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colleen

02:57PM | 04/30/99
Bvroofing
My husband and I recently purchased an older home with box gutters. We have noticed that in several areas of the gutter there is some damaged wood and leaking areas. We have had several roofing/gutter contractors tell us that our only option is to have the gutters physically removed or extend our roofline over the existing gutters and attach a conventional aluminum style gutter. Are these our only options or could the gutters be repaired. (i.e. relined, replace bad wood, etc). I don't like the options that have been given to us because the aesthetics of the house would change.

DR HOME

01:31PM | 05/06/99
Colleen, are you still waiting for an answer???

colleen

09:21PM | 05/06/99
Yes, I'm still waiting for an answer.

DR HOME

12:38PM | 05/07/99
Since you are a patient person and nobody else answered, here goes.....

This is a very complicated subject and will require a thoughtful decision on your part.

Box gutters are a constant pain. One reason good roofing contractors really do not want to repair them is that they know that eventually they will probably leak again somewhere, if not at the repair. They have a reputation and don't want to tarnish it through a dissatisfied customer. Another reason is that it is not a big money maker for them. They could probably do three or more complete roofs in the time it would take them to repair yours.

The best time of the year to contract this job to a roofer would be during their slow season. In PA it would be in the very late fall (after the really cold weather sets) and before the heavy snows of January (when the ice dams cause problems). You may even want to look into a quality general contractor. Check their references and ask them to explain in detail how they are going to repair the gutters.

My personal choice would be to remove and replace the entire system with new wood all the way around and new lining. I realize cost is a factor, but if done properly you would have many years of service before repairs would be required again. Avoid using the common pressure treated wood, as these have a tendency to walk over time.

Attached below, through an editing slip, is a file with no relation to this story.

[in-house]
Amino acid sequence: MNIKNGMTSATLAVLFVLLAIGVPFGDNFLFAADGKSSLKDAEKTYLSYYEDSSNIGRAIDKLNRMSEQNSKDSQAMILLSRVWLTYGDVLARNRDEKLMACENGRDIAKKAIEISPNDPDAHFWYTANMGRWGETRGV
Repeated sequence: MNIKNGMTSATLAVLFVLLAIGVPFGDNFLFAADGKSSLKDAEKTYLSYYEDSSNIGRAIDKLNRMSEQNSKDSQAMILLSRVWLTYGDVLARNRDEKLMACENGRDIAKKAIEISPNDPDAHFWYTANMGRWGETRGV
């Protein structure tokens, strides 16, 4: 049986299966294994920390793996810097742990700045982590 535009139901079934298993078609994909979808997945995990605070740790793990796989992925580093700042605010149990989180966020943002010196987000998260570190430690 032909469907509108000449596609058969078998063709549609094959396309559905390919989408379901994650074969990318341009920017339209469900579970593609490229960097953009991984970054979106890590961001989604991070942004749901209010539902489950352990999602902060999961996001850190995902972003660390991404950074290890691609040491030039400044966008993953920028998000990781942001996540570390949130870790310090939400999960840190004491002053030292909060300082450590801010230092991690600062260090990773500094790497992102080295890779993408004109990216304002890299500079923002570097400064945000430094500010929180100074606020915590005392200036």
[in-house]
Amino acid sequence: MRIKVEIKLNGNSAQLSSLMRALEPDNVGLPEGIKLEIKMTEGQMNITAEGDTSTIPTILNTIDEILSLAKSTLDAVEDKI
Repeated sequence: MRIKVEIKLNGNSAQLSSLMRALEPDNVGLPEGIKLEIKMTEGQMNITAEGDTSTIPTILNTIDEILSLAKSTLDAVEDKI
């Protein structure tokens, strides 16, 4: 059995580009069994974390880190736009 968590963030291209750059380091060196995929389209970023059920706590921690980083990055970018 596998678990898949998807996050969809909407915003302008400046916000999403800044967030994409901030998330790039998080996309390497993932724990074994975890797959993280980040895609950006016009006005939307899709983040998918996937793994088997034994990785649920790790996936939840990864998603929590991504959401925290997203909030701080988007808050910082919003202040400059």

Your wanting to retain the look is a capital idea. Here in Pittsburgh, we have many old homes that used box gutters and when people installed aluminum gutters it took away the charm of the house. If you do opt to extend the roofline for the aluminum, do not let them throw a piece of wood over the box gutters. This fix has a tendency to bow over time creating a leaking situation.

One last item. If you go for the repair or replacement, have them line the interior of the whole gutter with a rubber membrane. If properly sealed it should last a good 20 or 30 years. If I missed anything let me know...

BV008774

01:18PM | 08/27/15
Dr. Home...I'm in Pittsburgh and am having the same dilemna - replace or reline. I'm also having a hard time finding someone to take the job. Are you in the business? Or do you have someone to recommend? [email protected]

Thanks!

BV011086

11:41AM | 03/31/16
We also live in Pa and have an older home with box gutters. They have terne coated steel, that my husband painted over the years. He has gotten older and now can not do the needed work and repair. I take it that you can not buy terne coated steel anymore, and we were told to replace it with either copper or stainless steel which is very expensive, or just take them off. The house was built in 1924, and the box gutters have worked very well over all of this time. What should we do, since I read that a lot of the options to repair them really do not work.

Thanks for any info on this subject.

BV012203

04:54PM | 07/11/16
box gutter can be repaired several different ways
patch and cover with the holes with metal then line inside with rubber.you can also make a new cap to go over the top too keep the look
the wood can be replaced and painted or replace and cover with
metal so you will not have to paint them. you can also seal the inside with a silicone coating that we use. But what ever action you take it is not cheap. If you remove the and extend the roof
and hang gutter that also may cost more then the repair.most
box gutter are 30 to40 feet high that also makes the cost go up
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